At some point in your paddling career you may decide it’s time to push your kayaking into new territory. This may come in the form of paddling harder, more challenging rivers, accessing more remote locations or assuming more responsibility for other people on the river. With these new challenges comes the potential for different kinds of risk and new responsibility.
If you are stepping up to lead more, for example you will be the one who is responsible to guiding your group down river without incident. And if an incident were to occur you will be the one looked to when organising a response. Incident prevention becomes crucial when venturing further afield or tackling more challenging environments.
This is why an Advanced White Water Safety and Rescue course was arranged in North Wales through Flow Free Coaching. Myself, Krzysztof, Emma B, Liza, Benjo and Ed attended.
Day one started with an obligatory breakfast at Frongoch café just outside the White Water Centre. With a coffee we met with our coaches Lowri Davis and Tom Parker. We discussed incident prevention and what the course would provide us with.
Part two was a leisurely group paddle down the upper section of the Treweryn. First in a large group then broken down into smaller groups to see how group size effects how effectively you can navigate a stretch of fairly feisty water. Next came a variety of exercises that started off with a boat based rescue at the NRA Wave using a dummy of human size and weight. We then progressed to a series of bank to swimmer exercise techniques. Putting ourselves at the mercy of our team mates it’s fair to say I think all of us had a nasal enema having been swept down Chapel Falls. Putting live bait and learning advanced throw line practice was certainly an invaluable experience. Especially for Krzysztof. Which the rest of us found utterly hilarious. That boy don’t like a swim!
We ended the first day tired, bruised and hungry but in good spirits. We retreated to Bala for beer, curry and rest at Chateau Clarissa.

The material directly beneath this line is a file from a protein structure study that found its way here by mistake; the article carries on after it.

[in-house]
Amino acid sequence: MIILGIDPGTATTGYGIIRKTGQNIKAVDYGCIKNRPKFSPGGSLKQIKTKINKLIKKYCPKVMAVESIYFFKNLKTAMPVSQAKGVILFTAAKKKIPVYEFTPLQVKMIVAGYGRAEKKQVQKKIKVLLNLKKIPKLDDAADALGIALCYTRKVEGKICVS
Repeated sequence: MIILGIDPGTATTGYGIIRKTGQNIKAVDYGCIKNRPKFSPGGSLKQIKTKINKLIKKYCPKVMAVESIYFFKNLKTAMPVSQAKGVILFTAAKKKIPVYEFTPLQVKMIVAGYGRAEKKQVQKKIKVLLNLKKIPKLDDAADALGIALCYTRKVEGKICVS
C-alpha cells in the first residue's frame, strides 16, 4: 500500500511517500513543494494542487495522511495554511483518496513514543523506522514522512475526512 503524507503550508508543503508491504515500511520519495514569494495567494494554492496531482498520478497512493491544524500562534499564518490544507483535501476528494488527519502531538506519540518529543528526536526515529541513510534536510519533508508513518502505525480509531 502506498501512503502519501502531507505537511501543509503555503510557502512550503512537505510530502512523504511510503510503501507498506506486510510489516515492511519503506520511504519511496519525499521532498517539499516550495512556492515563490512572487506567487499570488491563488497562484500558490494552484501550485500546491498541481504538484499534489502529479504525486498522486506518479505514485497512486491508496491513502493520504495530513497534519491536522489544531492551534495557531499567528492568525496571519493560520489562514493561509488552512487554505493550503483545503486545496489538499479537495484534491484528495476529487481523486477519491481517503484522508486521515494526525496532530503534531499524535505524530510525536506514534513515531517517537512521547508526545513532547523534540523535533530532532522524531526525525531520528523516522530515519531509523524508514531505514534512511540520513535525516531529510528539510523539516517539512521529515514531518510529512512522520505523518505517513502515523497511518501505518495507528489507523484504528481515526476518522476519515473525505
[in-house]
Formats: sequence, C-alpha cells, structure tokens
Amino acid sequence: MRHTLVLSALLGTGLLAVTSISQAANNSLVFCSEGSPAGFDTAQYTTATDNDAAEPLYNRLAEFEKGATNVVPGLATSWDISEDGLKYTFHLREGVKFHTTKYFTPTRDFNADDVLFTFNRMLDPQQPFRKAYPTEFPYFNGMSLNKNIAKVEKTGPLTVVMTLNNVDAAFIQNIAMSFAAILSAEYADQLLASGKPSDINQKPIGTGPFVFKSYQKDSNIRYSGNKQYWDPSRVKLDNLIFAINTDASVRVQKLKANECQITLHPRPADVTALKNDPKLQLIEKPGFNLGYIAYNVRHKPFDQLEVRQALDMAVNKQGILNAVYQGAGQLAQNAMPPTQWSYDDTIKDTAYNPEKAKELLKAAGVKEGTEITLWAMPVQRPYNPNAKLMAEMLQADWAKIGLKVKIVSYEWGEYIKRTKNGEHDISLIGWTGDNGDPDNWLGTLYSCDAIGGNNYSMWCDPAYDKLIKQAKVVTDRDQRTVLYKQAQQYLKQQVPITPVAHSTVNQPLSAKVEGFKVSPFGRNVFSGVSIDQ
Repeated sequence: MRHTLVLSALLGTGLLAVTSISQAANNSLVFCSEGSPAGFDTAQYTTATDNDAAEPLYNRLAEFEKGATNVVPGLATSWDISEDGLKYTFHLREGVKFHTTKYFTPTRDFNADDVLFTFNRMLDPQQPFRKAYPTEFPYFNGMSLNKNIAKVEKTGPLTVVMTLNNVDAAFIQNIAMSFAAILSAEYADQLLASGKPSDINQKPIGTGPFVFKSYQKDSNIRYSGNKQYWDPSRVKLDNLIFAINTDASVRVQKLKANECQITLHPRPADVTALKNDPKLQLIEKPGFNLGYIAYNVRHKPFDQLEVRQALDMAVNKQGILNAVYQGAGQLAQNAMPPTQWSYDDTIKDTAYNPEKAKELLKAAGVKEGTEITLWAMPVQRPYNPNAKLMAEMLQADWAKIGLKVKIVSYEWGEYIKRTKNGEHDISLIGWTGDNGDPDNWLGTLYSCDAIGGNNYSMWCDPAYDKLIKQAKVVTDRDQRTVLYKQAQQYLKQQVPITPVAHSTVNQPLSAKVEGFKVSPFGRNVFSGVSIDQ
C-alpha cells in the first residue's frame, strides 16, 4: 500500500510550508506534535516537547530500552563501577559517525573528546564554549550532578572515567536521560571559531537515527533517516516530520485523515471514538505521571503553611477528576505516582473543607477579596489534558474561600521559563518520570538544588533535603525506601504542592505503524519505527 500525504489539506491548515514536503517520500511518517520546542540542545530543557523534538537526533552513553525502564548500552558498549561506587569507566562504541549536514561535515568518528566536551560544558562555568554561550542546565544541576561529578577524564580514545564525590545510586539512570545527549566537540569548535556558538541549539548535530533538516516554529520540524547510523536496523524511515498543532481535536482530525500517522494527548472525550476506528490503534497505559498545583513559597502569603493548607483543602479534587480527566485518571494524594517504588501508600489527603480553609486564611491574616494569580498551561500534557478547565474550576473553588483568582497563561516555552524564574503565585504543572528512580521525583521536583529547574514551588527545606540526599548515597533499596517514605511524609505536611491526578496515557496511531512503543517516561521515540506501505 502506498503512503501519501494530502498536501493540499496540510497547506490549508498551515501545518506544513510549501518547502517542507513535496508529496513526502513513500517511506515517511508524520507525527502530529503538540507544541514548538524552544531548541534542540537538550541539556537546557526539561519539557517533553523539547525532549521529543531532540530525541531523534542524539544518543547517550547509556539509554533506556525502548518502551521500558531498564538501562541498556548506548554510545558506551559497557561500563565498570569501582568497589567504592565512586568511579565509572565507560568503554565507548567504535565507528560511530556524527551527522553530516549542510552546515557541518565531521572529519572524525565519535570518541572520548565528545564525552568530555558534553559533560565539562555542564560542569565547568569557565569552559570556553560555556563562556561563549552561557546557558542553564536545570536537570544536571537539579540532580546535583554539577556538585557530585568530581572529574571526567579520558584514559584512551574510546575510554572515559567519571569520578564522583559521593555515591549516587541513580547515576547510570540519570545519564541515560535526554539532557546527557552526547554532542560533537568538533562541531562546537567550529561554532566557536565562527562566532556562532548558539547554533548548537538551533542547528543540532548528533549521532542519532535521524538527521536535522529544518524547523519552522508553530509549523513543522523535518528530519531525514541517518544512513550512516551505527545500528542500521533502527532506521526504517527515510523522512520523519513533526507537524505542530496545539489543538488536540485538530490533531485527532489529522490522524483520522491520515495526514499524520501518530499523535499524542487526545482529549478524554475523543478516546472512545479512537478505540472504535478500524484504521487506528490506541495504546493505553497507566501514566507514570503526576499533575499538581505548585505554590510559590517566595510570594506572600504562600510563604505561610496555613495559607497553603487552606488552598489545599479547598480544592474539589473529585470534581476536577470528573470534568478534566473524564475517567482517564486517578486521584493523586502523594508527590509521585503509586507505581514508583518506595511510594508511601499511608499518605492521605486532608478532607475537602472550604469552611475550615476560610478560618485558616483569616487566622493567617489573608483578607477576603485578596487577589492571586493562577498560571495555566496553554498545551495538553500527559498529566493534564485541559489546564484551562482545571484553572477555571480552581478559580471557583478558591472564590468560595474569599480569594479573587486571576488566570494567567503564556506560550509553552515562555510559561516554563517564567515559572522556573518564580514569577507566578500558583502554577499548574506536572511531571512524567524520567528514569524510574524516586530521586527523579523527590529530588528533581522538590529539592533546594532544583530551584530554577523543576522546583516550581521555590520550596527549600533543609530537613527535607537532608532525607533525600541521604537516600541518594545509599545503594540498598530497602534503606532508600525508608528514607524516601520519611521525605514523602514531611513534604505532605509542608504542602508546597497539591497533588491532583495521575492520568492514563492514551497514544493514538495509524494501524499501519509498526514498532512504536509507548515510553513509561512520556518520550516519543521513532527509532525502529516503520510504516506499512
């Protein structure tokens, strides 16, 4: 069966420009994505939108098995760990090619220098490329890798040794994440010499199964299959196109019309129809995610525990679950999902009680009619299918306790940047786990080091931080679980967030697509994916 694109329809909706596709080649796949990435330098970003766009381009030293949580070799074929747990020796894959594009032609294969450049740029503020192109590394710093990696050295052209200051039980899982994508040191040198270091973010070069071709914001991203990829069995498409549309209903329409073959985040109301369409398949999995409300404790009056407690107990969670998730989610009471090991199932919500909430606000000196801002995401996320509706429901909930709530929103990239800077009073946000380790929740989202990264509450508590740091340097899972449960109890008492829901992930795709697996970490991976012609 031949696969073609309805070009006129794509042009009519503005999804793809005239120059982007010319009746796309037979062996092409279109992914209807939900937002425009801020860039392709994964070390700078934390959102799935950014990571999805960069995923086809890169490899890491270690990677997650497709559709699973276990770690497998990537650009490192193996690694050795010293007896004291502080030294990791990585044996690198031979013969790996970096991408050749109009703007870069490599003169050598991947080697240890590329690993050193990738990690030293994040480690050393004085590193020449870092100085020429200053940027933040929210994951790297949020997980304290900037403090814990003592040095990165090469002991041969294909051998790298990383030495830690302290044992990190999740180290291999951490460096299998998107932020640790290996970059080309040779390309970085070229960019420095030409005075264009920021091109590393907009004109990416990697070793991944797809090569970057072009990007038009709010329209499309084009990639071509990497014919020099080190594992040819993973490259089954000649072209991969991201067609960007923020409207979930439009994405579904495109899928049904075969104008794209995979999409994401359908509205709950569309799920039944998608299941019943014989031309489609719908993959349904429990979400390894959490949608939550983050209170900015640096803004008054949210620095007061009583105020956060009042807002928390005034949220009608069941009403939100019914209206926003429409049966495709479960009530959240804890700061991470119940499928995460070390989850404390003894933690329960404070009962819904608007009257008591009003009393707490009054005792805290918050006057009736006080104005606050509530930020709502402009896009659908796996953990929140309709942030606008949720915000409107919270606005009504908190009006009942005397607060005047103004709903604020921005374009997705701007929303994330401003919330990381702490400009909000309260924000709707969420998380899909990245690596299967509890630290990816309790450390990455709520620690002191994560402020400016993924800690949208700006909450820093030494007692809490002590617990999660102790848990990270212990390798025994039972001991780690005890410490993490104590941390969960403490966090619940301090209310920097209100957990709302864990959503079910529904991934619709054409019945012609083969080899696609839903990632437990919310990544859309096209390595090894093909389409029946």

Day two we had a slightly less satisfying breakfast of whatever we could find in the local Spa. Then it was a short drive to Conwy falls café and a short brief of what the day will bring. We started with rope work in the car park. I found this really useful as it was an area I was lacking any real practice in. We learned about new rigs and new bits of kit. As well as additional uses for bits of kit already carried by most paddlers.
After a small bite to eat we kitted up and headed to the get on for the Fairy Glen. Here we put our rope work into practice by winching boats, setting up guide lines for steep descents and abseiling precariously above a grade 5 rapid! Once the rope work was completed we then set up various entrapment scenarios in the river using the same unfortunate dummy as the previous day. Here we combined our swimming exercises and rope work to make a (sometimes) effective team to extract an entrapped swimmer. This was hard work. It resulted in many bruises, people getting cold and Ed being dangled precariously above a strainer but it was definitely all worth it for gaining invaluable knowledge that could one day save a life.
Once the afternoon exercises were finished we returned to the café for a coffee (unicorn hot chocolate in my case) and a debrief.
I would highly recommend this course for any paddlers who have completed a White Water Safety and Rescue course and want to progress their paddling either as a group leader or member of a group. As we learned there’s very little you can do when things go wrong without the help of the people around you.